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Traits are words or phrases that explain the defining features of your character. Traits can be invoked by players and the GM, to grant advantage or disadvantage on rolls where those traits are relevant in the story. It can also be invoked to grant non-roll based benefits or misfortunes. Each character has three traits, and they change and grow throughout the course of a character's career. A trait can come back to a character over time - they are fluid things that come and go, unlike Callings.

Choosing Your Traits

When creating your character, choose three words or terms that reflect the current person your character is, whether it be three adjectives about them as a person, their thoughts, mannerisms or beliefs, but not so long that they become Callings. Try to avoid traits that are easily abusable, and try to avoid traits that focus on combat relevance alone.

A good trait is a versatile trait that says something meaningful about a character in a short sentence or less. It is a good idea to choose starting traits that represent three separate areas of your character as a person, as traits of overlapping usage can often lead to bland trait play. A Teifling Barbarian might take 'Feared and Misunderstood', 'Seventh Born of the Seventh Son' and 'Touched by the Totem Beast' as their traits, and it is up to the player as to how to use them well. The GM has final say on allowing each trait as they are added and removed.

Using Your Traits

A trait is applied to one roll where that trait would be relevant in either helping, or hindering, that action, and will change the advantage state of the roll in relation to the benefit or hindrance of the trait. It is on the players, not the GM, to be creative with their trait usage, with the GM as final arbiter on whether the trait will grant its effect or not.

Invoked to grant advantage on deception check to disguise oneself as a bear.
Invoked to grant disadvantage on acrobatics check to escape a sticky swamp.
Invoked to change disadvantage to regular on intimidate checks with other notably hairy and aggressive adversaries.
Invoked to change advantage to regular on persuade checks against particularly snooty, hypochondriac merchants.

Invoked to grant advantage on persuade check to convince a priest to give people asylum for the night.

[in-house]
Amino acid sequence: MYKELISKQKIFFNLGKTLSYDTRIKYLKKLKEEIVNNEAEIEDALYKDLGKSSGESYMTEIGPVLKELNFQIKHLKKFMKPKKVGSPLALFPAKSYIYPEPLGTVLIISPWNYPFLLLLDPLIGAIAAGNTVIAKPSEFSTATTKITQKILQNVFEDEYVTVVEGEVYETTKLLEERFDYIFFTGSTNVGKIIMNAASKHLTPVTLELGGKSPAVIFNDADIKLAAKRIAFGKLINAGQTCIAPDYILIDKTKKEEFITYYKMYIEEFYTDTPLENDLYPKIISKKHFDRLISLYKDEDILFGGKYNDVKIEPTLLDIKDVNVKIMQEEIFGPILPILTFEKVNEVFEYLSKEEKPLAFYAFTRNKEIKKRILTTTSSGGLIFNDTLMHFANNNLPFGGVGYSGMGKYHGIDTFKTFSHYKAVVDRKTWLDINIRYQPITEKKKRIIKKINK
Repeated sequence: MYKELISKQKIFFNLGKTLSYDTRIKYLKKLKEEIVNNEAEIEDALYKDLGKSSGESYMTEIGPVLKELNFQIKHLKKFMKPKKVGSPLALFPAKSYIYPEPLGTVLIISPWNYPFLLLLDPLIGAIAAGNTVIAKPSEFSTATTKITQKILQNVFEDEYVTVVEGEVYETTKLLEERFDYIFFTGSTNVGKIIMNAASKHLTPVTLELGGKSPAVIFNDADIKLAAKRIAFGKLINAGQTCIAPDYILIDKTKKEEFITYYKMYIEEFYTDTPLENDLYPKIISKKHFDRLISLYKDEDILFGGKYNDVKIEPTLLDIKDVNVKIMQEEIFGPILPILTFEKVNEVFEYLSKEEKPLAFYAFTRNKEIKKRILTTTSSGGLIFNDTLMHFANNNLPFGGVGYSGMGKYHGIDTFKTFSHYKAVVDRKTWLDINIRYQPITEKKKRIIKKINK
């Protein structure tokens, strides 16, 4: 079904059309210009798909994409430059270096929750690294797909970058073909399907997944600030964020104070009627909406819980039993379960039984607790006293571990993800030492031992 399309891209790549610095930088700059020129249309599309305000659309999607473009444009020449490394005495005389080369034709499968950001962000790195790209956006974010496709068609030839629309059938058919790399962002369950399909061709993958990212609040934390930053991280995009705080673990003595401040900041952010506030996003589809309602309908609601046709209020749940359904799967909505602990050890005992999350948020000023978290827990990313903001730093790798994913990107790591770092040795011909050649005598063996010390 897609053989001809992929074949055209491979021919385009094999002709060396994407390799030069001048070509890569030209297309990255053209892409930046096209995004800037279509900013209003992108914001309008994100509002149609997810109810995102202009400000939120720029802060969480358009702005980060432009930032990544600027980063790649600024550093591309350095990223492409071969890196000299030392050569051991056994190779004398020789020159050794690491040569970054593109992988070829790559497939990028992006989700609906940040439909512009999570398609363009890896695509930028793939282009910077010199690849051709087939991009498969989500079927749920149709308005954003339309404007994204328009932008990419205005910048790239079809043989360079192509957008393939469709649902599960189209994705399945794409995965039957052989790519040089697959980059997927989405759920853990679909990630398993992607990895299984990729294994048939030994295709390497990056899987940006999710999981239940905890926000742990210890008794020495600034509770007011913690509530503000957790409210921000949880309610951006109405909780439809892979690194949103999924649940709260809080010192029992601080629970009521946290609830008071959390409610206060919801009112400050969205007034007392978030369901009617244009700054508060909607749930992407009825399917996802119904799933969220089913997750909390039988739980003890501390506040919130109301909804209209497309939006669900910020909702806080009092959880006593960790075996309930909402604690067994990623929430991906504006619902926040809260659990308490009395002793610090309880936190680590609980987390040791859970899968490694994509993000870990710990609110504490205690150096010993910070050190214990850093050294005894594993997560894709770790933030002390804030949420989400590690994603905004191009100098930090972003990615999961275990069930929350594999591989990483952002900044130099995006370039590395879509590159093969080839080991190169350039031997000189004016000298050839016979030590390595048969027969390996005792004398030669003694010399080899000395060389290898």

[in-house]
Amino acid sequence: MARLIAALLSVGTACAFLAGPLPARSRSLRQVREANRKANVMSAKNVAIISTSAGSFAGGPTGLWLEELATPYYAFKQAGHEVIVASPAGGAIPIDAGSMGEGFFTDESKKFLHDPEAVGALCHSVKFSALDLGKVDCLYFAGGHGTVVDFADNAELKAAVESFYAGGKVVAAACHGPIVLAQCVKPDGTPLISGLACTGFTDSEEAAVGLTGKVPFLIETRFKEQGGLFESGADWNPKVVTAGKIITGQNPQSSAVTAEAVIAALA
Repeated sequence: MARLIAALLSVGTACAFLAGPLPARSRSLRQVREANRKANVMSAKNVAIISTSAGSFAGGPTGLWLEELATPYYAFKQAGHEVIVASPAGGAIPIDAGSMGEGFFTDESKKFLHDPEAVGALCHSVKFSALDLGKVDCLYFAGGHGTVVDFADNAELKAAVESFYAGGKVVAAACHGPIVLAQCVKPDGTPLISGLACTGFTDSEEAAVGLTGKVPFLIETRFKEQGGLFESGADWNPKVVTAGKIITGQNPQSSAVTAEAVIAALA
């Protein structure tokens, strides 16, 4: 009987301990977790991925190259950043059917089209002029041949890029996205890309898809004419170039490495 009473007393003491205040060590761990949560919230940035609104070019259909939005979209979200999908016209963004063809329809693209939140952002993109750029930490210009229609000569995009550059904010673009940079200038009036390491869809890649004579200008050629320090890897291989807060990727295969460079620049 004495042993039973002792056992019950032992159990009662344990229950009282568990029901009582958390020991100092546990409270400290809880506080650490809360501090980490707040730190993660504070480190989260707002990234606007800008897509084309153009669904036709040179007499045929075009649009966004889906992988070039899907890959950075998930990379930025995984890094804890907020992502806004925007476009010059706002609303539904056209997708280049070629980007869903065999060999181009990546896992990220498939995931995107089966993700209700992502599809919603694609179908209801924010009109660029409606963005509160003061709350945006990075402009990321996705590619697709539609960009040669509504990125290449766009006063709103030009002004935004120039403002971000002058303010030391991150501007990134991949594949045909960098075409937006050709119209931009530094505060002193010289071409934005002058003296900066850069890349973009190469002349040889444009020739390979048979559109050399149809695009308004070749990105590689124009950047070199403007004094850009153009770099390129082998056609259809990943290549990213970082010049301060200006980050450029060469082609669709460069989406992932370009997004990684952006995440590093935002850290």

Invoked to grant disadvantage on sleight of hand check to steal the keys to a jail cell.
Invoked to change disadvantage to regular on insight checks to see the honest captain's lie is begrudging.
Invoked to change advantage to regular on deception checks when dealing with a very gullible, but innocent peasant.

One trait can be applied to any one roll, altering its advantage/disadvantage level once in the relevant direction. Activating a trait beneficially on an unmodified roll gives it advantage, while doing so on a roll with disadvantage would remove the advantage. The same is true vice versa; a trait activated negatively on an unmodified roll would give it disadvantage, while doing so on a roll with advantage, would return it to an unmodified roll. Only one trait can be used on any one action at a time, and advantages/disadvatages do not stack.

Once a trait has been invoked to gain advantage or benefit, it is marked as used, and cannot be used again until any trait is used to grant disadvantage or some other misfortune. You and the GM can both invoke the traits of your character; the GM can invoke them negatively, and you can invoke them both positively and negatively, to allow for use and recharge of the traits.

Character Growth Through Traits

Your character grows and changes over the course of sessions. In addition to changing and answering Callings, traits too evolve and change based on the way your character acts during a session. At the end of each session, one trait will be changed, to represent to the ongoing growth of your character. The catch is, this trait is voted on by the rest of the party members, with the GM only weighing in with an actual vote if an odd-numbered party results in a tie. The rest of your party votes on which trait least represents how your character has acted and existed during the session, and votes on a more relevant and descriptive trait. This is to represent the less self-biased, more genuine growth of your character, based on how you played them and what they did in the session, not necessarily what you think they are or think they did.

traits.txt · Last modified: 2017/02/23 16:26 by balketh